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Optimal policy rules at home, crisis and quantitative easing abroad

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  • McNelis, Paul D.

Abstract

This paper examines the international transmission of financial shocks which originate in, and are partially offset by, quantitative easing in a large financially-stressed country. Using a two-country model, we evaluate the adjustment in the non-stressed home country, following recurring negative shocks to productivity and banking-sector balance-sheet/terminal wealth ratios. We first examine the application of QE policies in the stressed foreign country. Coupling quantitative easing with crisis events abroad magnifies the financial instability transmitted to the rest of the world. Our results show that the non-stressed home country can make effective use of tax-rate rules for consumption, or taxes to stabilize financial-sector net worth in times of prolonged crisis abroad.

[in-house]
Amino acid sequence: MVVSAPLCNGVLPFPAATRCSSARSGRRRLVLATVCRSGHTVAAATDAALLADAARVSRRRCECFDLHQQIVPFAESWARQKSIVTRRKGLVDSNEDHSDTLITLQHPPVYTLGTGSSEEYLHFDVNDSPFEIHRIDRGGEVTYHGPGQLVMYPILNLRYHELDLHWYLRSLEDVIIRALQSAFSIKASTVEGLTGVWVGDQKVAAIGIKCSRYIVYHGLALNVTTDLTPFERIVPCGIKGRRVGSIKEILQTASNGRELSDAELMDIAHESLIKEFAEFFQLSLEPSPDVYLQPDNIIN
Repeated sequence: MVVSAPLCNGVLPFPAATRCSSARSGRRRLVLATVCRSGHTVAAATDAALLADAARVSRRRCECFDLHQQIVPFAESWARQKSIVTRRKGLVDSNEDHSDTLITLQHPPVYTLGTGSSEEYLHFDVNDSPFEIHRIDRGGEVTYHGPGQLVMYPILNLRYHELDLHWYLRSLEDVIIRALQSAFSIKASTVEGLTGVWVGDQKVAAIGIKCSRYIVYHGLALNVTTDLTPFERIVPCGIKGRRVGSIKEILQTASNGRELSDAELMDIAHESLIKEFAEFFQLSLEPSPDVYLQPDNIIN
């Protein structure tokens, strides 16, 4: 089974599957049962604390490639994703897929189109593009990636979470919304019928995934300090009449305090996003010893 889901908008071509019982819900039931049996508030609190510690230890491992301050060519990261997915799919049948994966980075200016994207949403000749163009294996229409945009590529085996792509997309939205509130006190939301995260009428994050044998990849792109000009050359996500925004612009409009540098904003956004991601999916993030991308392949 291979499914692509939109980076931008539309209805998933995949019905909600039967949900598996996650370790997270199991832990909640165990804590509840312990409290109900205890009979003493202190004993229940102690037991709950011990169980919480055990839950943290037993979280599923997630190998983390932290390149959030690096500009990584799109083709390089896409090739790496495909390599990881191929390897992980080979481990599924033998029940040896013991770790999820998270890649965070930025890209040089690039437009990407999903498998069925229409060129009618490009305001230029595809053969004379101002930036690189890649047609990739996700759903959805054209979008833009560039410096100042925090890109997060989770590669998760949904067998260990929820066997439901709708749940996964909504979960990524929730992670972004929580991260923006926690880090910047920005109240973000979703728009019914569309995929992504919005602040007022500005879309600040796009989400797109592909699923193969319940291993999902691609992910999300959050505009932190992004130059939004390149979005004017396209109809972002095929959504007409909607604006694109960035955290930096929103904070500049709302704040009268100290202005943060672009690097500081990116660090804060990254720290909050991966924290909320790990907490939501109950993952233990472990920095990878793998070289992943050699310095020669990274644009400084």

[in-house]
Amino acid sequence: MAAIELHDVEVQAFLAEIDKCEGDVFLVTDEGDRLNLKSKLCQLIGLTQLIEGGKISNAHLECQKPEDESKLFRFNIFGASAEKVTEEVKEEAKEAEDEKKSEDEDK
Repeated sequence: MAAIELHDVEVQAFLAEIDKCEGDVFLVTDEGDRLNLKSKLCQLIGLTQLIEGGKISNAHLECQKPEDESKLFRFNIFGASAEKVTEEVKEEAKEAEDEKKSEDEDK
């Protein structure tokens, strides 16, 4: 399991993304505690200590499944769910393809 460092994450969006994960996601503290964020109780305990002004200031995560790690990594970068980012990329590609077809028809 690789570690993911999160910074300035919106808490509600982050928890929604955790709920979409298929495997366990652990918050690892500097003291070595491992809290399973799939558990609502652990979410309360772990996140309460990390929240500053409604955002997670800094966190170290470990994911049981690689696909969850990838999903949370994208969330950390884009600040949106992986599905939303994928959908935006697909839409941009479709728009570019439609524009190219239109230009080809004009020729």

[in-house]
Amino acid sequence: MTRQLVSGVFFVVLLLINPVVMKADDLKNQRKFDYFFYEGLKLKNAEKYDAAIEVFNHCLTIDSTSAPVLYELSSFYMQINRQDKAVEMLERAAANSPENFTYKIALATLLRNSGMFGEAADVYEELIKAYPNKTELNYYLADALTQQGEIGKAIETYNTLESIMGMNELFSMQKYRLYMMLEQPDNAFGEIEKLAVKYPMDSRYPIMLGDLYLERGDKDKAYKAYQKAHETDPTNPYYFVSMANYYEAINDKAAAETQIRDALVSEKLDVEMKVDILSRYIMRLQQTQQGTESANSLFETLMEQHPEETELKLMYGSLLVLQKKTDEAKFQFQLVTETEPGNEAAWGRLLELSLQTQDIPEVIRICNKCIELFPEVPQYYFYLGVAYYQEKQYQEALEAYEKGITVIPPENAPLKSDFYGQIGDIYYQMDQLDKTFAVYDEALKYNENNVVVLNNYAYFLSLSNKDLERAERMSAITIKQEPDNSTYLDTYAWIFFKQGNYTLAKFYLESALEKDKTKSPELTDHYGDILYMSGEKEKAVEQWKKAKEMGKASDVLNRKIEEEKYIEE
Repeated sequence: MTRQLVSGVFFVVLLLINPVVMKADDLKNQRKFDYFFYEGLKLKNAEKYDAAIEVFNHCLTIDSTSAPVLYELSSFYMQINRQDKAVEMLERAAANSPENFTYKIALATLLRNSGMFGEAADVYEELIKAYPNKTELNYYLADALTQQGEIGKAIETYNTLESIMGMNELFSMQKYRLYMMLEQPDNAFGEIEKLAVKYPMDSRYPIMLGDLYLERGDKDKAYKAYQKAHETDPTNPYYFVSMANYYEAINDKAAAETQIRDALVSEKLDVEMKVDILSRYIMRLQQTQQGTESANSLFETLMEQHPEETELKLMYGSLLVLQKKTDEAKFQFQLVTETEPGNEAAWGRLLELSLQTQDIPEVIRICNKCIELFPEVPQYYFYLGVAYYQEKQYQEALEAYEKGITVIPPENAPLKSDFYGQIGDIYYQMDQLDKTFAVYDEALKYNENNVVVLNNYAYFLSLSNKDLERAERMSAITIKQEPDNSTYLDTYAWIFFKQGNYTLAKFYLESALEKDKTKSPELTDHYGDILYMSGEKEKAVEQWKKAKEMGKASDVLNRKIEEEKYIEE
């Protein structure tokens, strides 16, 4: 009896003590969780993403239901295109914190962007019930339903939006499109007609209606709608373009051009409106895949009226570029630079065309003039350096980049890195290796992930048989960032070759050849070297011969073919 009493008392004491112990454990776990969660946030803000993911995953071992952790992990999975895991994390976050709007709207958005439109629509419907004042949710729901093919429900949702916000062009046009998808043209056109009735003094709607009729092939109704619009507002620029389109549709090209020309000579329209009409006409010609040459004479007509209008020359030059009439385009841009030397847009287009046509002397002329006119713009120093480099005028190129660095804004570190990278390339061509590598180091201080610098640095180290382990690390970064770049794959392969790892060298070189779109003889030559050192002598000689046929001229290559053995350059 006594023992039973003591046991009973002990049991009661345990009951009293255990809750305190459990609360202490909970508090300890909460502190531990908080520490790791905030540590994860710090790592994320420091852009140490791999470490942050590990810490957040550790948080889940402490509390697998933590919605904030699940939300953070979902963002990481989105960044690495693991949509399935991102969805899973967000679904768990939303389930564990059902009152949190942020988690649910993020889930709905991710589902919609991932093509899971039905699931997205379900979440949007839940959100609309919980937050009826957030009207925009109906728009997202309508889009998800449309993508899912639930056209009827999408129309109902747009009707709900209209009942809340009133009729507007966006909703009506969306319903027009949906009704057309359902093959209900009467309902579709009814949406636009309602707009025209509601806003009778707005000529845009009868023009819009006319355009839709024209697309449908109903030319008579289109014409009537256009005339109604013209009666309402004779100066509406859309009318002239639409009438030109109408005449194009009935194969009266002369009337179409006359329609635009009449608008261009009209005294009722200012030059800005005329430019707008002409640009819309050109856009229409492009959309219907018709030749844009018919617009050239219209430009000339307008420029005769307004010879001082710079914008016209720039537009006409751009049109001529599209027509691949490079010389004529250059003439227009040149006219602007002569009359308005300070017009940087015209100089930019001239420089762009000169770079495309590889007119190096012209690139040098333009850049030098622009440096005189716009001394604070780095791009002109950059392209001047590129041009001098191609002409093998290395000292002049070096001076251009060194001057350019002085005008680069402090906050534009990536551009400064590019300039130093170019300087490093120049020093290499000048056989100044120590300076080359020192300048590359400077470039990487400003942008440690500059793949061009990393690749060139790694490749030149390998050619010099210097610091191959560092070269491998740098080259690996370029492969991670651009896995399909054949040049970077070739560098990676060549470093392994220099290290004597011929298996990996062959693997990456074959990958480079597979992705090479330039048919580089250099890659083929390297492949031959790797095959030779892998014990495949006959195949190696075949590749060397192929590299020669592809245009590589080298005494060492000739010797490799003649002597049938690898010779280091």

Suggested Citation

  • McNelis, Paul D., 2016. "Optimal policy rules at home, crisis and quantitative easing abroad," BOFIT Discussion Papers 15/2016, Bank of Finland, Institute for Economies in Transition.
  • Handle: RePEc:bof:bofitp:2016_015
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    More about this item

    JEL classification:

    • E44 - Macroeconomics and Monetary Economics - - Money and Interest Rates - - - Financial Markets and the Macroeconomy
    • E58 - Macroeconomics and Monetary Economics - - Monetary Policy, Central Banking, and the Supply of Money and Credit - - - Central Banks and Their Policies
    • F38 - International Economics - - International Finance - - - International Financial Policy: Financial Transactions Tax; Capital Controls
    • F41 - International Economics - - Macroeconomic Aspects of International Trade and Finance - - - Open Economy Macroeconomics

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